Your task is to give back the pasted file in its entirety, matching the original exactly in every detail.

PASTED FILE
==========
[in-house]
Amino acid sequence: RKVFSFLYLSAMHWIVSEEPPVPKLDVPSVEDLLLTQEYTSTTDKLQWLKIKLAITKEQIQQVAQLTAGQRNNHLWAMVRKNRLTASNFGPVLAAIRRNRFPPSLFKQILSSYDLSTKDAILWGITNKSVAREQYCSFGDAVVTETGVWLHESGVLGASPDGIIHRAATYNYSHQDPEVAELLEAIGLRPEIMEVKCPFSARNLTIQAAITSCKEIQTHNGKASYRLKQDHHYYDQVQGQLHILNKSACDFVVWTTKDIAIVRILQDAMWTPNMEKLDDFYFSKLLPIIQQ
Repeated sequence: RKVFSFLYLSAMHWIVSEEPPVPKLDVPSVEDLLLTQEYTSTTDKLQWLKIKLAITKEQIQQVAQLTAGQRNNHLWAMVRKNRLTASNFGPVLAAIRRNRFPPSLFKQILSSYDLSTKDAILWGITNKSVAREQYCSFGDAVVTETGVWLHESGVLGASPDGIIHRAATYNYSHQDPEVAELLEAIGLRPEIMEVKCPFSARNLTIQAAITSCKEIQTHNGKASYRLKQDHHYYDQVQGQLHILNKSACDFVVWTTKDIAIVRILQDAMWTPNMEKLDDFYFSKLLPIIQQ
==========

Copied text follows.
[in-house]
Amino acid sequence: RKVFSFLYLSAMHWIVSEEPPVPKLDVPSVEDLLLTQEYTSTTDKLQWLKIKLAITKEQIQQVAQLTAGQRNNHLWAMVRKNRLTASNFGPVLAAIRRNRFPPSLFKQILSSYDLSTKDAILWGITNKSVAREQYCSFGDAVVTETGVWLHESGVLGASPDGIIHRAATYNYSHQDPEVAELLEAIGLRPEIMEVKCPFSARNLTIQAAITSCKEIQTHNGKASYRLKQDHHYYDQVQGQLHILNKSACDFVVWTTKDIAIVRILQDAMWTPNMEKLDDFYFSKLLPIIQQ
Repeated sequence: RKVFSFLYLSAMHWIVSEEPPVPKLDVPSVEDLLLTQEYTSTTDKLQWLKIKLAITKEQIQQVAQLTAGQRNNHLWAMVRKNRLTASNFGPVLAAIRRNRFPPSLFKQILSSYDLSTKDAILWGITNKSVAREQYCSFGDAVVTETGVWLHESGVLGASPDGIIHRAATYNYSHQDPEVAELLEAIGLRPEIMEVKCPFSARNLTIQAAITSCKEIQTHNGKASYRLKQDHHYYDQVQGQLHILNKSACDFVVWTTKDIAIVRILQDAMWTPNMEKLDDFYFSKLLPIIQQ